Agreed. Look, I'm not trying to suggest that Apple is somehow "innovative", I'm just saying that they happened to be first (again: not first to create an app store nor first to create an app store that requires money; but that they were the first to be so successful and include a wide variety of apps). I think the fact that payment is part of it is important in the sense that it helps grow the ecosystem and therefore enhances the appeal of the hardware platform, but if open source or "free as in beer" ecosystems were wildly popular then that would work just as fine.

I see... So, now, on top of the argument given in the original post, we are suddenly adding the subjective condition that the repository/app-store must be "massively successful."


Yes, I see that I should have been more specific in my original post. I thought it was implied when I wrote "successful implementation", but probably my vagueness is the root of the misunderstanding. My fault, my apologies.

On this forum, years before the Iphone app store, those arguing with Apple fanboys would often cite the Debian repository and its thousands (18,000-20,000, at the time) of available apps as an advantage of over the relatively small number of apps for OSX. Invariably, the Apple fanboys would respond with a subjective, qualitative criticism to the effect of, "Well, those apps are mostly half-baked with a bad UI!"

Well, what percentage of the apps in the "massively successful" Apple app stores are actually robust and universally useful programs that get work done, instead of some stupid widget that makes farting noises, or the equivalent of someone's vanity fan web page, or some store's shopping application, or someone's shallow, generic app idea that they think will make them a quick fortune, etc.?


Well, I am not one of those fanboys and I am not making that argument. You seemed to be alluding to app numbers; my criterion is number of users, not even app quality.

Now, in regards to this new quantity/success argument, adding the condition that an app store must be a "massive success" has no bearing on whether or not an app store is an app store.


...duh? When did I even imply that? I keep repeating: "Apple did not invent the app store!"

In addition, what constitutes "massive success" is totally subjective.


Now you have the exact definition that I am working with.

I don't know the total number of apps over the past 14 years that have been downloaded from Linux repositories, but I think that it is safe to say that the number would be over 100 million. The Click-N-Run app store alone had over 9 million paid downloads. Those are "massively successful" numbers, especially considering that Linux has had practically zero advertising/marketing since its inception.


Obviously, number of downloads =/= number of users.

By the way, most Linux userland apps work with large-screen "PC-ish" hardware as well as smaller screens. So, the "form factor" is immaterial.


lolwhut?

Let me also make a quantity/quality/success music analogy. Miley Cyrus and Justin Beiber sell more songs than the Beatles. Who is the most "massively successful" -- Miley Cyrus, Justin Beiber or the Beatles? I think that you will find that different people give differing answers to this music success question (the Beatles, by far, would be my answer).

Likewise with computer platforms. Even when specifying exact quantities, success is a subjective argument.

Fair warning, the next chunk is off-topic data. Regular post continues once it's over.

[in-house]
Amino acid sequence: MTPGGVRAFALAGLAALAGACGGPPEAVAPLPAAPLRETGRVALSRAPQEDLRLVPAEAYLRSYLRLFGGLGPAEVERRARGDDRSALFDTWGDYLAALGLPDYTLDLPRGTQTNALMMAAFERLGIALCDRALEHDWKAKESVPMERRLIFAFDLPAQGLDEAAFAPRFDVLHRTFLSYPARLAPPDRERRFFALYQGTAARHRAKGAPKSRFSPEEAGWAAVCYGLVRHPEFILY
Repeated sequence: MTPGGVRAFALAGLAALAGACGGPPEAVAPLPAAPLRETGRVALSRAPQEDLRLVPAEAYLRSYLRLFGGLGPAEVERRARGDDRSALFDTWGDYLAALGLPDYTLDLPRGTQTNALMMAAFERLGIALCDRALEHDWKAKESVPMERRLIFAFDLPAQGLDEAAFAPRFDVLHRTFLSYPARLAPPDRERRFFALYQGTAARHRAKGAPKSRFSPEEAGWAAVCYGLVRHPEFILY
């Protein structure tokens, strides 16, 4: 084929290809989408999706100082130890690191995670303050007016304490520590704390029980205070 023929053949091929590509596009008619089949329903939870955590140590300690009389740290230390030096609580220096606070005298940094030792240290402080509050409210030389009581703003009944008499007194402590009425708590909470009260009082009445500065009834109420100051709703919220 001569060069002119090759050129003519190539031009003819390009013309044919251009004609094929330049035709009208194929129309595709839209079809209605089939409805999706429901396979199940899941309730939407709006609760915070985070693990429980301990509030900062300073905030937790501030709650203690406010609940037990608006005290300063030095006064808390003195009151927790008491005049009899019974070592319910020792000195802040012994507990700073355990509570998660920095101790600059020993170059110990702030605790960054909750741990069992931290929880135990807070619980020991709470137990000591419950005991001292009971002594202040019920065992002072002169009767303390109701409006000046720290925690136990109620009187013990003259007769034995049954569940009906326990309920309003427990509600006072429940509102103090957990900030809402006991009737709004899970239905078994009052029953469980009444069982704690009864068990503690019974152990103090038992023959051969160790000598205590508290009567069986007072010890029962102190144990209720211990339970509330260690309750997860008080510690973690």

Not if you are defining it in a very limited sense for the purpose of making a specific argument. Subjective =/= relative.

Where did I call you a fanboy? I have not even addressed you directly, until this comment.


Sorry, you seemed to be implying it since you were disagreeing with me and then tacked on a bunch of stuff about how fanboys act.

Reply Score: 2

RE[6]: Trickle down
by jeffb on Sat 22nd Sep 2012 12:13 UTC in reply to "RE[5]: Trickle down"
jeffb Member since:
2005-07-19

<blockquote> I don't know the total number of apps over the past 14 years that have been downloaded from Linux repositories, but I think that it is safe to say that the number would be over 100 million. The Click-N-Run app store alone had over 9 million paid downloads. Those are "massively successful" numbers, especially considering that Linux has had practically zero advertising/marketing since its inception. </blockquote>

ITunes does a Billion software downloads every few weeks. Which means they are doing over your 100m figure per day every day. And don't forget a noticeable percentage of those are paid downloads. Now the phone software market is nowhere near the size of the desktop software market yet. But the growth in both units and sales per unit are staggering.

Reply Score: 1

RE[4]: Trickle down
by Soulbender on Sat 22nd Sep 2012 12:05 UTC in reply to "RE[3]: Trickle down"
Soulbender Member since:
2005-08-18

It comes down to this: Linux repositories and package managers are "app stores"


But not walled gardens.

Reply Score: 2

RE[3]: Trickle down
by bassbeast on Sat 22nd Sep 2012 09:28 UTC in reply to "RE[2]: Trickle down"
bassbeast Member since:
2007-11-11

The whole "post PC" thing to IS complete nonsense, what has actually happened is PCs went from good enough to insanely overpowered so now like washers and dryers people don't replace them until they die. Can you imagine someone writing a "post washer and dryer" article?

I mean look at what I was selling on the low end FIVE years ago: Phenom I X3 or X4 with 4Gb of RAM and a 300Gb+ HDD. Now is there ANYTHING you average user is gonna run that isn't gonna be curbstomped by that chip? heck I'm playing all the latest games on a 3 year old Phenom II X6 and my youngest is doing the same on a 4 year old Phenom II X4, and in both cases the chips spends more time idling than anything.

I mean look at this kit, throw in a copy of Win 8 pro for $40 and you have a quad core WITH graphics that will curbstomp anything your average user wants to do, is it any wonder people aren't buying when even the $300 cheapo units are so insanely overpowered?

http://www.tigerdirect.com/applications/SearchTools/item-details.as...